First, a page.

Judging the Royals

One pitch changed the Royals game Tuesday, but not the one you might think

Royals relief pitcher Scott Alexander collected a rare save Tuesday night as KC beat the visiting Rockies 3-2.
Royals relief pitcher Scott Alexander collected a rare save Tuesday night as KC beat the visiting Rockies 3-2. jsleezer@kcstar.com

Plenty of pitches changed Tuesday night’s showdown between the Royals and Colorado Rockies, but in a game that featured 254 pitches, some of those game-changers were obvious and some were not.

Someone hits a home run on a 2-1 fastball and we focus on that pitch, but that at-bat might’ve turned on a 1-1 count. Throw a strike and the count’s 1-2 and the hitter gets a slider in the dirt; throw a ball and the count’s 2-1 and the hitter gets a fastball he can crush. The pitch that changed that particular at-bat came before the home run was hit.

Some game-changing pitches are obvious and some are not; this is the story behind one of those less-obvious pitches.

Herrera and the ninth inning

On Tuesday night, the Royals were leading the Rockies 3-2 going into the ninth and brought in Kelvin Herrera to close the game. Herrera got two outs on four pitches and his first three fastballs were all over 97 mph.

Keep that in mind because it will come up again shortly.

Herrera then threw a 3-2 fastball to Jonathan Lucroy and the Rockies catcher lofted a soft fly ball down the right-field line.

Royals right fielder Melky Cabrera had a long run to get there and dove for the ball but missed. After diving and rolling across the ground, Melky wound up in foul territory and made the mistake of assuming the ball was foul.

Melky came up, stood still for a moment and looked back at the infield; meanwhile, the ball was rolling away. The pause by Cabrera gave Lucroy time to leg out a triple.

Two down, tying run on third might not be the most stressful situation a human being can face — giving birth and waiting in line at the DMV immediately come to mind – — but it’s up there.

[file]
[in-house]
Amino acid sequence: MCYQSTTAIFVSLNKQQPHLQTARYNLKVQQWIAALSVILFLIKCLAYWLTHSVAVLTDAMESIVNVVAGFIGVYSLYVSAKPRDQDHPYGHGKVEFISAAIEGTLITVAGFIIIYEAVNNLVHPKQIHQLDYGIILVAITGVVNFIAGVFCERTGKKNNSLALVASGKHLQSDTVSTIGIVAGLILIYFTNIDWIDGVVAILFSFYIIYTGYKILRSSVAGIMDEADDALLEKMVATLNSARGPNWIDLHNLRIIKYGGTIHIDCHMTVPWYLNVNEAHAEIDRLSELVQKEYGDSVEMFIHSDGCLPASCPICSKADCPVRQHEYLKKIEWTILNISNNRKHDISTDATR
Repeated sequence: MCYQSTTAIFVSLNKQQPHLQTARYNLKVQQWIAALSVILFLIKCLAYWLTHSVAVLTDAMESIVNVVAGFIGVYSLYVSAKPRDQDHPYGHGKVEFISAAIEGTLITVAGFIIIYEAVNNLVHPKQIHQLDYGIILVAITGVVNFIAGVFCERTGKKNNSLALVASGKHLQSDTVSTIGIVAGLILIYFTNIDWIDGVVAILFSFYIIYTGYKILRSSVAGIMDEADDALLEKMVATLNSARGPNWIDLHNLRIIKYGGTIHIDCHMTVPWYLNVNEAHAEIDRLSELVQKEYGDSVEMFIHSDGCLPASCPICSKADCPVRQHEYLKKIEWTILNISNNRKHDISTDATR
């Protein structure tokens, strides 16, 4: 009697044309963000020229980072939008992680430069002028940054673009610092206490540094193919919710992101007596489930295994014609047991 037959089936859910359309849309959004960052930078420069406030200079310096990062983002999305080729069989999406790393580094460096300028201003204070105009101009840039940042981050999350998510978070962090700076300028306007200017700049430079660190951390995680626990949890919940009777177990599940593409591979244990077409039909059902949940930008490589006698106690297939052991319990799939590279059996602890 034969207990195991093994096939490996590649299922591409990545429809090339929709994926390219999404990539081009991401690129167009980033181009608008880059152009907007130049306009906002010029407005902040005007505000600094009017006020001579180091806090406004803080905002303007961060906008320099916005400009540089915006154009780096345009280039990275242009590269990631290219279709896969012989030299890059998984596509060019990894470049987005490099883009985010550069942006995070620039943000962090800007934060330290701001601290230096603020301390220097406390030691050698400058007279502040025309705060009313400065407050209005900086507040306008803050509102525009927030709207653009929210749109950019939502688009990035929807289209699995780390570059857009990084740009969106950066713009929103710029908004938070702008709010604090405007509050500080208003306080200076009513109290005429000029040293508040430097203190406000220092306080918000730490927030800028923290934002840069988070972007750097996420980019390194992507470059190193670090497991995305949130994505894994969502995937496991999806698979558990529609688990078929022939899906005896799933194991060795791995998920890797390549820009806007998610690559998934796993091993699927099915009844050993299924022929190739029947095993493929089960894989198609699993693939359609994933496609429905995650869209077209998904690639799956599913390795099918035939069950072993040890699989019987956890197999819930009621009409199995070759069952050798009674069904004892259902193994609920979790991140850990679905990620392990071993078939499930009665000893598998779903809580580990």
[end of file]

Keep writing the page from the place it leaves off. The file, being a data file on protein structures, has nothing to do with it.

When pitchers get over-amped, they can get too quick in their windup; their lower half gets out in front too soon, their arm never catches up, the release point is missed and the pitch is too high.

Herrera was still throwing in the upper 90s but walked the next batter he faced, Carlos Gonzales, on four pitches. All four pitches were high; the tying run was on third base and the go-ahead was on first.

Herrera then walked the next batter, pinch-hitter Gerardo Parra, on seven pitches; the bases were loaded, tying run on third, go-ahead run in scoring position and no place to put another batter.

One way or another, the next at-bat would change the game.

Herrera comes out

The guy at the plate was Pat Valaika. Herrera threw him two fastballs, both missed badly and Herrera’s velocity was down in the low 90s. He’d dropped from throwing fastballs at 98 mph to throwing fastballs at 92 and couldn’t get the ball to go where he aimed.

Salvador Perez signaled to the Royals’ bench that someone should come out and look at Herrera: Something was wrong. Everybody gathered at the mound and Herrera admitted his forearm felt tight and left the game.

So manager Ned Yost called on Scott Alexander.

Alexander comes in

Here’s the situation Alexander faced: a one-run lead, bases loaded and the hitter ahead in the count 2-0. Walk Valaika and the game would be tied; give up a hit and the Rockies would probably take the lead.

Because Herrera left the game with an injury, Alexander was given all the time he needed to warm up; that gave everyone plenty of time to decide what to do when the game resumed.

The Rockies and Valaika had a couple options:

Alexander had to throw a strike, he didn’t want the count to go 3-0, so Valaika could ambush that first pitch and hope for a base hit.

Or Valaika could take that first pitch and hope Alexander threw a ball.

And even if Alexander threw a strike, the count would be 2-1 and Alexander would have to throw at least one more strike before the at-bat was over. Maybe the pressure would get to Alexander and he’d walk in the tying run.

Valaika took a sinker for a strike and that was the pitch that changed the game.

Because Alexander threw a strike, Valaika had to be aggressive on the next pitch; he didn’t want the count to go 2-2 because he’s hit .161 in two-strike counts. If the count went 2-2, the at-bat would shift into Alexander’s favor.

Alexander throwing a 2-0 strike put Valaika in swing mode, and on the very next pitch, that’s what Valaika did.

After the count went 2-1, Alexander threw a very good pitch — a sinker at the bottom of the zone — and Valaika swung; groundball to short, 6-4 fielder’s choice, game over. And Alexander gets the save.

Go to MLB’s Gameday, look up the highlight videos, and the very first highlight is Alexander’s final pitch. That’s the pitch that made the highlight reels, but it was the pitch before that last pitch that made that last pitch possible.

Sometimes game-changing pitches are obvious, and sometimes they’re not. Alexander’s 2-0 pitch to Pat Valaika changed the game.

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